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|Title:||The green petrol heads: Developing practical professional engineering skills that generate interest in sustainable engineering|
|Citation:||Australian Journal of Engineering Education, 2008; 14(2):105-114|
|Publisher:||Australasian Association of Engineering Education|
|Abstract:||In 2007 a group of final-year honours students from the School of Mechanical Engineering at the University of Adelaide rode their biodiesel motorbike prototype (The Biobike) from Darwin to Adelaide under gruelling Australian summer conditions. They were competing in the Greenfleet Class of the 2007 Panasonic World Solar Car Challenge; a category designed to demonstrate practical, alternative energy solutions. A week later, amidst an eclectic collection of weird and wonderful vehicles, the students were thrilled to finally cross the finish line. Their relief soon turned to elation when they learnt that the extremely low net-carbon emission of the Biobike brought them victory. They had won the Greenfleet Class. Most importantly, the students’ functioning as an effective engineering team had proven that they could actively engineer alternative transport energy solutions amidst the current global energy crisis. The Hybrid Electric Solar Vehicle is another example of such a project, which while not at such an advanced stage of development as the Biobike, also promotes a self-belief in sustainable engineering, while providing an exciting opportunity for undergraduate students to apply their theoretical engineering knowledge to a true-to-life engineering team orientated project. While both of these projects have an obvious alternative energy theme, they follow the lead of the internationally acclaimed Formula SAE project, in which university teams from all over the world design and build a small race car. The Formula SAE project continues to retain is popularity among participants and sponsoring employers, because students quickly learn how to apply their knowledge to a practical engineering problem and develop valuable vocational skills, so that they will quickly begin to operate effectively in their professional engineering environment. This paper will discuss the educational merits and outcomes of these projects from the perspective of a lecturer who has supervised students in them all.|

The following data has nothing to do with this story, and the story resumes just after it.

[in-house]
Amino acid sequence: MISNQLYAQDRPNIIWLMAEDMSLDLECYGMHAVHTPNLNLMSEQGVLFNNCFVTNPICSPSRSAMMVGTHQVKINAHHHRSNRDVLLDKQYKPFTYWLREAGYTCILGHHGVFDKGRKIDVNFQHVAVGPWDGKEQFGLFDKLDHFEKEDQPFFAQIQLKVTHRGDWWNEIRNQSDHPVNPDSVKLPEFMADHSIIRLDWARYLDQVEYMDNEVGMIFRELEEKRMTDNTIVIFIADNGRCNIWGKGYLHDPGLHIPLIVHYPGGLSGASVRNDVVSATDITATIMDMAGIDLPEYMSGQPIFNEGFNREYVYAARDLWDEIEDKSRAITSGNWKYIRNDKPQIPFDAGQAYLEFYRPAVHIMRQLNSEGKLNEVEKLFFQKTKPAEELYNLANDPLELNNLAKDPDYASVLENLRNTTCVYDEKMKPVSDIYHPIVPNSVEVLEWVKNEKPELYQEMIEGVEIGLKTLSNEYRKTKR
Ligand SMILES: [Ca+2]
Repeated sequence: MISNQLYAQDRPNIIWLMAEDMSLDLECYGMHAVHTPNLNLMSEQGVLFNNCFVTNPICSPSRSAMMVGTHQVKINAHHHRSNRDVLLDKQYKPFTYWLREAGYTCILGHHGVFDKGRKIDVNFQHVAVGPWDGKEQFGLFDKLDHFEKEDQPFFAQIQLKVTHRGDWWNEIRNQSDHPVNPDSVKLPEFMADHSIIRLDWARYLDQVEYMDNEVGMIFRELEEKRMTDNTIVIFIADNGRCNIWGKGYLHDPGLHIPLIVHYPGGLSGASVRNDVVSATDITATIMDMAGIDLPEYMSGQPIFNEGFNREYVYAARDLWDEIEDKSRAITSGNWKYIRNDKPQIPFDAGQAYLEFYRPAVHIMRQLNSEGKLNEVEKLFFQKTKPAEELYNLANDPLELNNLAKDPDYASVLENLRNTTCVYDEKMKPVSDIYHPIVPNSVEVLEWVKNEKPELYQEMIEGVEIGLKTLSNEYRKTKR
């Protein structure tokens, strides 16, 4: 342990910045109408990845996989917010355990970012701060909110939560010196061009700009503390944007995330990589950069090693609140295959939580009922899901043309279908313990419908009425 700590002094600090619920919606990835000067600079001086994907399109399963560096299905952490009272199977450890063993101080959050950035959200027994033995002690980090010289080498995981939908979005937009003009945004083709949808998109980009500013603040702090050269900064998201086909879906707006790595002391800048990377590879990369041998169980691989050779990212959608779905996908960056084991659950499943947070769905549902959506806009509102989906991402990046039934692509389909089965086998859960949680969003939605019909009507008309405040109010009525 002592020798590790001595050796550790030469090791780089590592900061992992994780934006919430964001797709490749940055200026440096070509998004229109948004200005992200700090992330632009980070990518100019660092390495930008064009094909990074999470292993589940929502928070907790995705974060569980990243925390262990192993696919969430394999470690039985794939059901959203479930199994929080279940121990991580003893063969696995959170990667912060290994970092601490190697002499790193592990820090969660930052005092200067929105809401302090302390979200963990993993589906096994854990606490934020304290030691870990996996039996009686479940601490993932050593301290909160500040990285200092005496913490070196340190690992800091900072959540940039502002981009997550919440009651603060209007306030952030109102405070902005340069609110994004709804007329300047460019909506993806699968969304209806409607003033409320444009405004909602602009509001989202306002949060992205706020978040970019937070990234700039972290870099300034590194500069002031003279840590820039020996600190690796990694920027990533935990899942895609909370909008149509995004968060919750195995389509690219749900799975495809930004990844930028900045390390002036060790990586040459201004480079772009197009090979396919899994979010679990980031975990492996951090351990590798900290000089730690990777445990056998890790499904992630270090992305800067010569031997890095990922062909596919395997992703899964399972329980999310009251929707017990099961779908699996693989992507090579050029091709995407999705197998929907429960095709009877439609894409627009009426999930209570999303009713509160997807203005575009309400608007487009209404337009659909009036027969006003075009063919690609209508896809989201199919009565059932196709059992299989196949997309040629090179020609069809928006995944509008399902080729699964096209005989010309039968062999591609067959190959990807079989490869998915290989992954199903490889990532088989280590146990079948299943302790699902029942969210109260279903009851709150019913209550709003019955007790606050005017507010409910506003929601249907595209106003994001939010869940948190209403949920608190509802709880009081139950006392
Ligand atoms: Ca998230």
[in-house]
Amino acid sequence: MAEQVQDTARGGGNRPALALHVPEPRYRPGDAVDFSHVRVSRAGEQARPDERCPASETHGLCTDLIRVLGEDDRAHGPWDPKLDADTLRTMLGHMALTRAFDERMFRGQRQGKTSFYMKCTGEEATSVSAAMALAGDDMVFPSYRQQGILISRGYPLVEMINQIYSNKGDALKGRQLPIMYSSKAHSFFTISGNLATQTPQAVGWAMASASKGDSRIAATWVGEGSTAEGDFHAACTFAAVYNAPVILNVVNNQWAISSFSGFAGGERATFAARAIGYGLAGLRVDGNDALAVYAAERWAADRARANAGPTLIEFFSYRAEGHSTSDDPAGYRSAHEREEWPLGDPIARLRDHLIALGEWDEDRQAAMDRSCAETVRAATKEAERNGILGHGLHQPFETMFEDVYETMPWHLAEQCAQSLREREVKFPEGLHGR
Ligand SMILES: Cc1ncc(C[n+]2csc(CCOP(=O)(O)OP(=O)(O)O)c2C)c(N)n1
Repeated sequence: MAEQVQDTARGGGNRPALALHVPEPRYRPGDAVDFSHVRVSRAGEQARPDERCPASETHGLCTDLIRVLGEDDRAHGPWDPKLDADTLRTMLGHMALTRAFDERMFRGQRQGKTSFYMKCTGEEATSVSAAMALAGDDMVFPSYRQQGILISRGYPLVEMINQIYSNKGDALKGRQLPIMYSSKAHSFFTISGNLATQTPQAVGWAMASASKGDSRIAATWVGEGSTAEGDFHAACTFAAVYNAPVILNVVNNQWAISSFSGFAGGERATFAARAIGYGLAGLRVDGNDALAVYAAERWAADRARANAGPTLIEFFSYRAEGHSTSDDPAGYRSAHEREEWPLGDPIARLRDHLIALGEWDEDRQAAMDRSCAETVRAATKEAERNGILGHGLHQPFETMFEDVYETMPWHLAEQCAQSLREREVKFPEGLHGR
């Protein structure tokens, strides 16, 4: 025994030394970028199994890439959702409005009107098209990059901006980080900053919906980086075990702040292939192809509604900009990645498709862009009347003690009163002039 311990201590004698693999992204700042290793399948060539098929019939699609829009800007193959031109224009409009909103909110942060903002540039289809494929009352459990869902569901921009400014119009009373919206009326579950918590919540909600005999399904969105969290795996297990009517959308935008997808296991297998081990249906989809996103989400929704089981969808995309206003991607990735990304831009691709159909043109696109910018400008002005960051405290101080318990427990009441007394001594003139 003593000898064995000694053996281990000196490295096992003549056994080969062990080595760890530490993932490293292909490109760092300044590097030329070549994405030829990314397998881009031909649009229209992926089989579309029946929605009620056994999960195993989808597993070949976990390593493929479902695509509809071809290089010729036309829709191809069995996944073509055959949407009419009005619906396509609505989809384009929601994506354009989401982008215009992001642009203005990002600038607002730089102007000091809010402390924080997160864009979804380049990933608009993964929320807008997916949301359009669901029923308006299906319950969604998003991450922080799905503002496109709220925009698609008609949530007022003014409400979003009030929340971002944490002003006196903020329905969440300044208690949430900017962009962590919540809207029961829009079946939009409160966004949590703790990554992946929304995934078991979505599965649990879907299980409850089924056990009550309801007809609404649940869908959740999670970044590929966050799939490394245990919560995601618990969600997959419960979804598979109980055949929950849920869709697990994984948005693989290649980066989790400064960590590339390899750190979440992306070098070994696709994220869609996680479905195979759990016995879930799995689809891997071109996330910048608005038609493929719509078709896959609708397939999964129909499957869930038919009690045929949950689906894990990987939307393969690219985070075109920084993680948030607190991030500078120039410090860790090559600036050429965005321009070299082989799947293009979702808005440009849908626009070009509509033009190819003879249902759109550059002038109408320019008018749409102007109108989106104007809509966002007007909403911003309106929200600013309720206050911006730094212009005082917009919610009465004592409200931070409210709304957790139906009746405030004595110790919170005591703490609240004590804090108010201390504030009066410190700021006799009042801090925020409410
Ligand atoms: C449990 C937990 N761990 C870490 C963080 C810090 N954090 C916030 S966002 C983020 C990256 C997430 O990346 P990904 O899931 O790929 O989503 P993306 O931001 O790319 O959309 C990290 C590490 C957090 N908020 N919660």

|Keywords:||Problem-based learning; professional and vocational skills; sustainable energy.|
|Appears in Collections:||Mechanical Engineering publications|
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